Like many of us around the globe, you’re probably used to working from home, including using Zoom, an engaging, user-friendly meeting application. However, an unexpected outage from Zoom caused thousands of workers immense frustration, as they were unable to access Zoom webinars and attended Zoom meetings.
It’s always smart to have a back-up solution, and we’ve collected four popular alternatives just in case Zoom goes down again. We looked at different tools, and evaluated the reliability, features and ease of use, the value and affordability (especially important for small businesses), and the security of each, helping reduce chances of sensitive company data being leaked.
Ring Central Video
Ring Central works well with video and phone support and has a high level of security. It’s included with RingCentral Office®, a comprehensive program that integrates cloud phone service with business numbers in over 100 countries, unlimited audio conferencing, video meetings, team messaging, and business SMS. For specialized industries, such as healthcare and insurance, or others that still rely on faxing documents, there’s also a secure, unlimited online fax feature.
With seven layers of security, it’s also excellent at protecting company files. The program integrates with dozens of apps and works seamlessly with both Microsoft and Google software, which makes it easy for users to send and receive documents in different formats.
Also included with the cost for Ring Office is employee training and 24-hour customer support – essential for employees that may be working at odd hours or who have a flexible schedule.
Microsoft Office 365 E3
This is hands-down the best tool for internal collaboration. It’s an excellent alternative to Skype for Business. This program is part of Office 365 (the premium version) and includes Microsoft Teams, which allows employees to chat online, meet via video, share files, and track the progression and timelines of certain projects. Outlook and cloud storage are also included.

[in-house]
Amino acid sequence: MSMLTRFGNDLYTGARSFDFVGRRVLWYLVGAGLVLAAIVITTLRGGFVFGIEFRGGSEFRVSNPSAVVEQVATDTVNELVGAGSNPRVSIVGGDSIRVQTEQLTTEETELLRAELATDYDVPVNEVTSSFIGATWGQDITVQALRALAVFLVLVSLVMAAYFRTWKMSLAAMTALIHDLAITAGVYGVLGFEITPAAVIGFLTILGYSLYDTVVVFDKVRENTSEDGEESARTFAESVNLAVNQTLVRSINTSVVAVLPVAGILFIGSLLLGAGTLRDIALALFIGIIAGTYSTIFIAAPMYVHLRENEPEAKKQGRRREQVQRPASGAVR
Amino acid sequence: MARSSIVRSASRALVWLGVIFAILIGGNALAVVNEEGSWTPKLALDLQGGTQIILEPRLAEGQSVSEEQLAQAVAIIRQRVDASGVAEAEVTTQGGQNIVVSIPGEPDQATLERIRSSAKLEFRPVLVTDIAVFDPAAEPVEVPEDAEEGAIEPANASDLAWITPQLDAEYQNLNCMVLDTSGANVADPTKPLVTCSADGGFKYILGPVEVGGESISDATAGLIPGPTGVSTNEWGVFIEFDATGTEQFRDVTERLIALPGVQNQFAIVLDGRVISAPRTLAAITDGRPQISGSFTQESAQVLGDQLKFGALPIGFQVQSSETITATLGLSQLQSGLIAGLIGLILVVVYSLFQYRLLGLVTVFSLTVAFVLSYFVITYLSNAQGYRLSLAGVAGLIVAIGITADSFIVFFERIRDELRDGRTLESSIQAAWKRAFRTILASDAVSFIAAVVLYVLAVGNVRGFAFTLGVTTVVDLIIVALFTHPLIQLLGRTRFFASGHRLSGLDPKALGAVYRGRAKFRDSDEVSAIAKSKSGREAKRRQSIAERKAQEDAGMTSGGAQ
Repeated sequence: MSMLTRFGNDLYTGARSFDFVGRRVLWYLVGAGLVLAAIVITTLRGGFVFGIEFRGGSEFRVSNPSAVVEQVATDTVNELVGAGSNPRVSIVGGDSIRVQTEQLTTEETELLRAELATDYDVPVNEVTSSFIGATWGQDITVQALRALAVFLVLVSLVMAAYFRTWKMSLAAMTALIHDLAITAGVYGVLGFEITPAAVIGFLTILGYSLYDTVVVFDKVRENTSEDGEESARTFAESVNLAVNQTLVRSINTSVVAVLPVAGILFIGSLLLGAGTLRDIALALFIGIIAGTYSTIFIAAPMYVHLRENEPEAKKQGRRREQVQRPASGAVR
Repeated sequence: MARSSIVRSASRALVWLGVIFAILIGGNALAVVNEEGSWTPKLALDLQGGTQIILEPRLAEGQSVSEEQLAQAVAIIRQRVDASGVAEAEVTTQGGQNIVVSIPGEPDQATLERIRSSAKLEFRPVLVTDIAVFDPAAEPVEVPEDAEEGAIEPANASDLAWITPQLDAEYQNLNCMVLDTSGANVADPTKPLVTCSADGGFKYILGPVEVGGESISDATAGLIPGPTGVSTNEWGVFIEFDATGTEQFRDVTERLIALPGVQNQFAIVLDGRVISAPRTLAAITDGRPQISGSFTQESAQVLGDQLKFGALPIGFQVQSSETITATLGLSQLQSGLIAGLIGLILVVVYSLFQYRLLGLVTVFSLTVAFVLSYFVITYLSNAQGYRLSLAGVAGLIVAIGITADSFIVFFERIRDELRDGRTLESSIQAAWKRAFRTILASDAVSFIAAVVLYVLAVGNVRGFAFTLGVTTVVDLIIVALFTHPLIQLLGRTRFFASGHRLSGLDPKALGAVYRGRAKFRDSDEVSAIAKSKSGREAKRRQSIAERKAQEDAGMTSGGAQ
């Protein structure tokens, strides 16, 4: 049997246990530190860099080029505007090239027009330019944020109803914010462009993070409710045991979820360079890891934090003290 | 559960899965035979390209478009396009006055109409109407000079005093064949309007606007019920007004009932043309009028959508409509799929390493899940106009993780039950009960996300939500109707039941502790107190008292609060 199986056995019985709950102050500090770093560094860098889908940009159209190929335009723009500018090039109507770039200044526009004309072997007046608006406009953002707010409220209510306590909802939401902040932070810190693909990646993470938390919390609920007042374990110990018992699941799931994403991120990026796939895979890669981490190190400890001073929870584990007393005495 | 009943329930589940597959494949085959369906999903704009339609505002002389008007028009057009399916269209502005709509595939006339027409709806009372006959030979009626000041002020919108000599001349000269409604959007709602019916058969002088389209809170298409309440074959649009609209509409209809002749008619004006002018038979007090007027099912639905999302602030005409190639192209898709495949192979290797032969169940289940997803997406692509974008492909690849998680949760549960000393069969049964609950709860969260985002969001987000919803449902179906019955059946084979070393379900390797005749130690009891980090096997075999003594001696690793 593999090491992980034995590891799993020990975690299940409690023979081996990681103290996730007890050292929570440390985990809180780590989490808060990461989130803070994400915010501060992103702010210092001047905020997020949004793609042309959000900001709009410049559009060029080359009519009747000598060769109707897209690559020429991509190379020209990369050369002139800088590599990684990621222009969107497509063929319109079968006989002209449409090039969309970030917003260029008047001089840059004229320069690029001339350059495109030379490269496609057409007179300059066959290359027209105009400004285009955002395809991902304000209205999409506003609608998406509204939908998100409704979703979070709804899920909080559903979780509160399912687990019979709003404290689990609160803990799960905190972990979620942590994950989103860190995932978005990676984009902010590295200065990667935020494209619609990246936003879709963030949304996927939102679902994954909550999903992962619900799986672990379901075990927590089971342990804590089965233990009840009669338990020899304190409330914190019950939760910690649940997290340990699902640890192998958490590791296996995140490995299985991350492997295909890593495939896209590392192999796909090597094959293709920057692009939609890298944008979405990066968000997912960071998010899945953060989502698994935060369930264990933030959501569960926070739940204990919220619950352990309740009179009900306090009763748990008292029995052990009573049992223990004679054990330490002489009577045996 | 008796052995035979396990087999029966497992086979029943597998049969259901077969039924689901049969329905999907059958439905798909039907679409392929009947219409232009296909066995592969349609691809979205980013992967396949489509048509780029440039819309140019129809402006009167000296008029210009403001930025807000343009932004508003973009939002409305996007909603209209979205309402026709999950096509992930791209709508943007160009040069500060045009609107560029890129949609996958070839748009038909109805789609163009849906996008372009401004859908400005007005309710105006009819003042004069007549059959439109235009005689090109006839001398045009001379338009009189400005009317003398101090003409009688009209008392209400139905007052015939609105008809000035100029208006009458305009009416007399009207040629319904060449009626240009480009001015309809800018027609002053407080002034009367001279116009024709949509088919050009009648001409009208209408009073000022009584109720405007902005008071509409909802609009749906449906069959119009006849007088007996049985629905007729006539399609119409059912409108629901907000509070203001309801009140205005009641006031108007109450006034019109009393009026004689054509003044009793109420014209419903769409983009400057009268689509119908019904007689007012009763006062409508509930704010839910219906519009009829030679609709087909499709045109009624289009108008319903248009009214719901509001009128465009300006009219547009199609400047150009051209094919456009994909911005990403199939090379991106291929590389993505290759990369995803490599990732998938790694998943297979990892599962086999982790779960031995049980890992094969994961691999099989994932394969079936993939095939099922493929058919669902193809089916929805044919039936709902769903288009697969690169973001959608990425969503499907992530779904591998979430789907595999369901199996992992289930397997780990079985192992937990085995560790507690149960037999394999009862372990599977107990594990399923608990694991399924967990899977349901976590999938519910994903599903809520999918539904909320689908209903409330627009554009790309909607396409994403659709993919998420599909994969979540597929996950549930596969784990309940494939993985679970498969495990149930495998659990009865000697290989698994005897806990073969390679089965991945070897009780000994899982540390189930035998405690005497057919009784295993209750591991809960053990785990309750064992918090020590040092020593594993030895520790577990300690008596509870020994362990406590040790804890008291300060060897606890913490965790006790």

However, other features like phone and audio conferencing outside of the Teams application are extra, and this software doesn’t offer business SMS or online fax capabilities, so it may not be useful for some industries. Other drawbacks include a lack of cloud service for customer engagement, although it works quite well for internal teams.
FaceTime is an easy-to-use application that many of your employees are probably already familiar with. It’s perfect if your team all use Apple products, and as far as video quality and communication it can’t be beat. It’s clean, crisp, and has excellent end-to-end encryption.
However, as a business application, it lacks the integration of other applications, such as Ring Central and Microfot Office/ Teams. Group FaceTime also lacks an office suite that make sharing files and projects easier.
Google Meet is ideal for file storage and sharing, and in a pinch, coupling this with Group FaceTime (even though they run on two different operating systems) can help you through times when Zoom goes down.
Google Meet integrates any number of Google-based apps, including the popular Hangouts, which works like a chat meeting in real-time. However, this program also lacks audio conferencing, business SMS, or secure online fax options. But, at just $10 per month and with the capability to support user-designed apps, Google Meet does have a lot of other advantages.
Having Zoom go down can be frustrating and may even cost your business. Before (if) it happens again, it’s important to have a back-up in place, and to train your team on how to use your back-up remote office suite. This ensures that you’re prepared for the challenges that remote working can throw at you.